Pivo Pod Active
A smartphone camera mount with several apps that support video capture, presentations, and social media feeds. Pivo Pod rotates 360-degrees as it tracks faces and bodies, even dogs and horses. The well-designed hardware is great, the plethora of software and options can make figuring out what to do with a Pivo Pod a bit daunting. It is easy, however, to get started. Mastery will take some time.
Pivo Pod Active: The Camera Mount for People Who Move
Aspiring social media creators need to make interesting content. Sitting in front of a camera and staring into a lens doesn’t result in a compelling narrative. Great visual content requires movement. And that’s where Pivo comes in.
Pivo Pod Active is a smartphone camera mount that uses its own apps to track faces or bodies (human and animal, depending on the target) so that you, or another subject, stay in the frame. At least that is its ambition. (Note, I received a Pivo Pod Silver, which is now known as the Pivo Pod Active).
What we like
As described above, Pivo Pod Active tracks faces or bodies with its built-in AI. I received a Pivo Pod Silver, which is also known as Pivo Pod Active. Pivo Pods are attached to phones via a secure, adjustable grip that holds the phone, camera and Bluetooth to connect to apps.
Pivo pivots. That’s what it does. Unlike the ill-fated Friends couch move that forever engrained a certain enunciation of “pivot” as a sitcom earworm, the Pivo can spin in 360 degrees smoothly and with seemingly little effort. I was interested in Pivo as a remote tool for steadily capturing video of my talking head—though as I do more videos over the coming months, it will likely become a standard part of my production arsenal.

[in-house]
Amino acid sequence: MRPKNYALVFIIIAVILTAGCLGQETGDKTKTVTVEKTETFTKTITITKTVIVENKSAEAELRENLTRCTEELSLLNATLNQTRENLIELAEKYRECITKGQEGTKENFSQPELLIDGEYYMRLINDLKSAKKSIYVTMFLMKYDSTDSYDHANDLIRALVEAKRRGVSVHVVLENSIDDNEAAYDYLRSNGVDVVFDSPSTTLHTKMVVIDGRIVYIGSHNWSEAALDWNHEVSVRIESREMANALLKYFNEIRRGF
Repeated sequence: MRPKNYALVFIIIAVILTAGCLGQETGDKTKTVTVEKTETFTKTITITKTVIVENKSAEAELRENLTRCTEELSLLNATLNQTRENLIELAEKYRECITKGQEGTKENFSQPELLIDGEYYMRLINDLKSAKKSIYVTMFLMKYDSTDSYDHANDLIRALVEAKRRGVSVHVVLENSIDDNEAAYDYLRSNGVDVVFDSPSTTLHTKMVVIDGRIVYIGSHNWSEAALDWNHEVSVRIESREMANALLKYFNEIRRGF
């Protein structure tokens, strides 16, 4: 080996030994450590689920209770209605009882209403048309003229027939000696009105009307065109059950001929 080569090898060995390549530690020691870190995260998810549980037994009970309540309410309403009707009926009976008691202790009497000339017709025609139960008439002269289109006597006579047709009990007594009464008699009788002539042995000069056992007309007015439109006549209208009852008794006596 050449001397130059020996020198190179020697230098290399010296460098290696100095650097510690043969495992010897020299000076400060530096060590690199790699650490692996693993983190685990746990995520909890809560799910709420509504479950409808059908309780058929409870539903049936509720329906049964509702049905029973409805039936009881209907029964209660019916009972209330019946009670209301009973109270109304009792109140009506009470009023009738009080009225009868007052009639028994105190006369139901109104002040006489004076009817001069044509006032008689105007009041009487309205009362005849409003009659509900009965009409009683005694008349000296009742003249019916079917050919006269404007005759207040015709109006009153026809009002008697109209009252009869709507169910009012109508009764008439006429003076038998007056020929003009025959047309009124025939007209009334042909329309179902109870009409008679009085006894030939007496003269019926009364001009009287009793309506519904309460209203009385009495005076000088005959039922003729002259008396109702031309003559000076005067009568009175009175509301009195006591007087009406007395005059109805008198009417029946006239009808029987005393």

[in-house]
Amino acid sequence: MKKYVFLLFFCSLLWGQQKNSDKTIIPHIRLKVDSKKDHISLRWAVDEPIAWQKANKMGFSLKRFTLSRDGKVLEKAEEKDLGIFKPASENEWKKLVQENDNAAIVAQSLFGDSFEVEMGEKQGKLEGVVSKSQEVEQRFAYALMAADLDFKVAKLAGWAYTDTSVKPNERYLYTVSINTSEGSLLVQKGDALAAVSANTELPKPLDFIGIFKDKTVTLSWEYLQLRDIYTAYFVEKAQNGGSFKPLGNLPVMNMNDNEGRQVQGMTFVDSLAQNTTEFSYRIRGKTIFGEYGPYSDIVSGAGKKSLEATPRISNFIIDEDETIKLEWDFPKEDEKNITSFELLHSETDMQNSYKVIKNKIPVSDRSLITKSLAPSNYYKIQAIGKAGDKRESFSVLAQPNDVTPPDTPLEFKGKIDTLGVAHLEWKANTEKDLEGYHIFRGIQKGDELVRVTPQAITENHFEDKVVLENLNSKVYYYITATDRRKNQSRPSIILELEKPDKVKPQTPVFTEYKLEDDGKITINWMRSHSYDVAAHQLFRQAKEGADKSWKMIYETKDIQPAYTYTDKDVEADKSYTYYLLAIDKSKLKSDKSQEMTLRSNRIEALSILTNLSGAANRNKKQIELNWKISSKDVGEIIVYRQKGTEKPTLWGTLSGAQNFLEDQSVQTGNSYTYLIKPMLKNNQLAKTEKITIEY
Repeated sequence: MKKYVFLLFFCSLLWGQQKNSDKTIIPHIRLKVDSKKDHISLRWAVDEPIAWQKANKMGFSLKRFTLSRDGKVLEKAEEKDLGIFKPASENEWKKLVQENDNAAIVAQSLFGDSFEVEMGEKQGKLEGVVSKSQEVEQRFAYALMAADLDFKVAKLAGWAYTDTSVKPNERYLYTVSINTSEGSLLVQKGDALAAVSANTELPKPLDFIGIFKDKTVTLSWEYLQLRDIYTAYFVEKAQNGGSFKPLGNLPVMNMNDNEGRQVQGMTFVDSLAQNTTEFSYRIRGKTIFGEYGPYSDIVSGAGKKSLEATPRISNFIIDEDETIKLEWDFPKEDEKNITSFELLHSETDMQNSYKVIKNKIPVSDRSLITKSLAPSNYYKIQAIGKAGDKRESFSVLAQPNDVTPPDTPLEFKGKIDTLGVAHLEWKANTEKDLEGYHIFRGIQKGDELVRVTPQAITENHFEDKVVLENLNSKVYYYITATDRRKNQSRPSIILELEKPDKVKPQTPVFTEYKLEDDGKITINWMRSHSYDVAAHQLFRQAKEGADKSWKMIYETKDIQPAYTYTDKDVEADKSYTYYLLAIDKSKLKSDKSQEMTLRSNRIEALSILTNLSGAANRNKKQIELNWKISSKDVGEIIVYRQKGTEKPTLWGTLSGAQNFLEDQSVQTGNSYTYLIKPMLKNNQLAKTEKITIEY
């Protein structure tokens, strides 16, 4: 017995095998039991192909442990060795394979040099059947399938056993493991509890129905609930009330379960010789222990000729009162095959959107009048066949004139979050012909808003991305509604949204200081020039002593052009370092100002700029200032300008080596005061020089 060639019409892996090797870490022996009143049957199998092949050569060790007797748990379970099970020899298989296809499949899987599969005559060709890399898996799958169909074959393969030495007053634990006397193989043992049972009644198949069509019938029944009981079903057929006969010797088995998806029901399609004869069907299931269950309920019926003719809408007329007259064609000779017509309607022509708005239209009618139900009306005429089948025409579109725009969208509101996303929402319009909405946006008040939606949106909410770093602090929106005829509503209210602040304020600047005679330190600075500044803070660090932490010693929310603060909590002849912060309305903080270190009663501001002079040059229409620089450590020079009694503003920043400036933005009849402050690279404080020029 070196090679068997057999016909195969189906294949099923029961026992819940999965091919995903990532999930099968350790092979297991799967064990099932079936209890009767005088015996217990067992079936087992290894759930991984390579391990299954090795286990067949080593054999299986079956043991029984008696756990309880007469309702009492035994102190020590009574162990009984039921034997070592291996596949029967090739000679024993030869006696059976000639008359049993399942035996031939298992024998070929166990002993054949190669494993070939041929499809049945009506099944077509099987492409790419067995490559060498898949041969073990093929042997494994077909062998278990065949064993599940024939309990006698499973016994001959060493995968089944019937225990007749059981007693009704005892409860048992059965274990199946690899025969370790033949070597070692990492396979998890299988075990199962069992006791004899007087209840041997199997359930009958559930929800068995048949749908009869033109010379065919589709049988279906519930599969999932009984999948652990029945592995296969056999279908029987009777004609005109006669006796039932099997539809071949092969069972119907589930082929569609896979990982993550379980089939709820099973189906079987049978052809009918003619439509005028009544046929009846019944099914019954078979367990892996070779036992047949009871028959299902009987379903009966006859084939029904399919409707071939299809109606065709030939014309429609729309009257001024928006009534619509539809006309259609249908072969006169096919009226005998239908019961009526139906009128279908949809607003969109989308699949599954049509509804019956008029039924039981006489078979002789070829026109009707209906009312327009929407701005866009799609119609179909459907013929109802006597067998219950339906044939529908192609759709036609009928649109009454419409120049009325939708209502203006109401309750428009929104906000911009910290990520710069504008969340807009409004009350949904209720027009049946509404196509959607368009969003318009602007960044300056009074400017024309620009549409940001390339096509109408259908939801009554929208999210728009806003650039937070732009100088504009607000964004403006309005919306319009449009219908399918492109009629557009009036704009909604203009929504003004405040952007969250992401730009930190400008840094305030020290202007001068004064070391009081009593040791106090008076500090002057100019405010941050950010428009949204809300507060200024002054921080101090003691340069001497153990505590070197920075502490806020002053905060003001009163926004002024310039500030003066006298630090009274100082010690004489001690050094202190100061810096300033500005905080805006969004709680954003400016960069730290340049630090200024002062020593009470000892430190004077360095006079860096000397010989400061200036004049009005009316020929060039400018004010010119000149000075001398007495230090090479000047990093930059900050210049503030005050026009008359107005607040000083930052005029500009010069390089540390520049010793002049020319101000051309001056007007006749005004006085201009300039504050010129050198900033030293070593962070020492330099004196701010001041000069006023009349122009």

The solid hardware is easy to work with. Lock down the phone and turn on the power. Launching an app connects via Bluetooth. And then it’s over to the app.
Most people should start with the Pivo+ app, which offers a variety of options for tracking, including head and body. Predictive tracking tries to catch up with you if you leave the frame by guessing where you should be given your last movement. The Active version includes slow, normal, fast, and frenzy tracking speeds. I leave mine on frenzy because I find even with frenzy the Active Pod struggles to keep up with normal movement. The app also supports autofocus as subjects move closer or further away.
For personal use, it’s a little hard to be in the shot and see if the recording is working well. I would love to see Pivo Pods tethered to an iPad, with the iPad controlling the iPhone’s camera. That wish will probably take some collaboration with Apple.
The Pivo Present app works with popular video conferencing apps, including Zoom, Google Meet, and social leader TikTok. But not like you think. At least on the desktop, Pivo, once connected via the app to a QR code to the Chrome Extension or Pivo app, a small circle appears. It isn’t associated with the video on any camera connected to the computer. It’s an independent window that works by being part of a screen share rather than as the camera input. It all feels and behaves a bit clunky, but it does work.
Pivo Present takes a bit of time to set up, but for those who would like to include tracked video as part of a presentation, it provides a circle view or a split screen. I discuss this feature more in the What could be improved section below.
Pivo Pods come with a remote that takes the action manual, including camera control and rotation of the Pivo. I found this a useful feature for fine-tuning shots from a tripod.
Clever features like clapping to engage the Pivo Pod Active’s app add a bit of whimsy to a pretty straight-laced mechanism.
Pivo charges via an included micro-USB. It takes a long time to run down its battery, and the various apps keep users apprised of the charge via an icon on the display.
Pivo Pod Active is one of those deceptively simple products that gets complicated because of software, not its electrical or mechanical design, both of which are well thought out and deliver on their promises. The software, as you will read, needs some more work.
What could be improved